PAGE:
Snattle Rakes

I drove off the indicated exit to stare at a shockingly straight road leading directly toward some low mountains, not hills but not high peaks like the ones I’m used to staring down. I tingled with excitement anyway.

Being used to traveling along all alone, finding this hiking trail put me a little on guard. I put myself at ease by reminding myself that today is Saturday, there are bound to be plenty of people around to summon should I need help.

The Ranger at the main gate gave me my second and third thrill. He actually honored my NPS pass! On other occasions I am disappointed to learn that not all parks and monuments honor my pass. He then stamped my receipt, which will end up in my forgotten passport book as souvenir of my latest adventure.

He cautioned that I should be out of the park by 4:30 or risk getting locked behind the gates. I assured him that I would, thanked him, and drove on.

The trail head was easy to find and each trail had a series of markers designating distance and direction. Signage was plentiful and surprisingly, although there were several families hiking along, I was mostly alone until I decided to wait for someone to catch up.

Then I saw the sign, Caution Snakes. The brown park sign showed not just a picture of a harmless garden snake, but a rattlesnake no less. I’ve seen these guys on trails, under bear boxes, near streams, and on the roads getting sun. I’ve heard them warn me from under rocks and have had to scurry past them mostly to calm my nerves, and to keep me from freezing in place.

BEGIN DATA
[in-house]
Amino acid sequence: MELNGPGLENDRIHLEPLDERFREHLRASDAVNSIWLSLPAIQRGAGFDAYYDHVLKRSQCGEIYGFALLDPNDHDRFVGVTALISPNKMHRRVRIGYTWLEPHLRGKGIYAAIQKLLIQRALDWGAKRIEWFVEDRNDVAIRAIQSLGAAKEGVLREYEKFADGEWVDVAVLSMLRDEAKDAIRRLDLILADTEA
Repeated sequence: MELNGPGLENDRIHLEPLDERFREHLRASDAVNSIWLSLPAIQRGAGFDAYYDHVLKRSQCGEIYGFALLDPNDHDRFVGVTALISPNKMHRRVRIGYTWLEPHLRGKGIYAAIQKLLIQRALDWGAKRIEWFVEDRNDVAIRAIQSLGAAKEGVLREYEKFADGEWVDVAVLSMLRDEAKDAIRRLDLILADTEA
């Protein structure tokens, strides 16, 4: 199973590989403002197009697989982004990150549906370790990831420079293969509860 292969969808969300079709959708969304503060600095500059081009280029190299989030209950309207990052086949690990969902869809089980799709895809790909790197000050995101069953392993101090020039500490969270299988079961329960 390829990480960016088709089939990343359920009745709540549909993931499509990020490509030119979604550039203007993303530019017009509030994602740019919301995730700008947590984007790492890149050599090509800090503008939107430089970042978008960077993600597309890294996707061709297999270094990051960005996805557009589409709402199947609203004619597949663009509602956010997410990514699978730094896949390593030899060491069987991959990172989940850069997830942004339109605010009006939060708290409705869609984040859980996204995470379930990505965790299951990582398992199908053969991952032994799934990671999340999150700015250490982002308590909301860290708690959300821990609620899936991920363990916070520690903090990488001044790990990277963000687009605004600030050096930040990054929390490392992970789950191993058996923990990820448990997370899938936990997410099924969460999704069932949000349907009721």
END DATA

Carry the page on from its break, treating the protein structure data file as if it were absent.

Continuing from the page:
I’ve touched snakes. I hate how they feel. Yet, I’ve reluctantly paraded small children in the reptile houses of many a zoo. I told myself that they needed to learn about the dangers of these creatures…and how some people believe that its ancestor incited sin (through fruit).

I paused at the sign, and took a picture. It’s tradition to take pictures of trail signs along the way. (I secretly do this to make sure I can find my way back…kinda like digital popcorn.)

I pulled up my pants, looked up again, and started my march. Never let the threat of rain, heat, elevation gain… or snakes keep you from seeing what you want to see. The wilderness must be explored.


About Caro

I am a social worker by training and a peace officer by profession having worked with California’s delinquent youth and young adults for 28 years. I firmly believe that our development as humans depends on our environment and that sometimes we get stuck. As such, I write about those things we sometimes ignore or fail to see until we are forced to pay attention.
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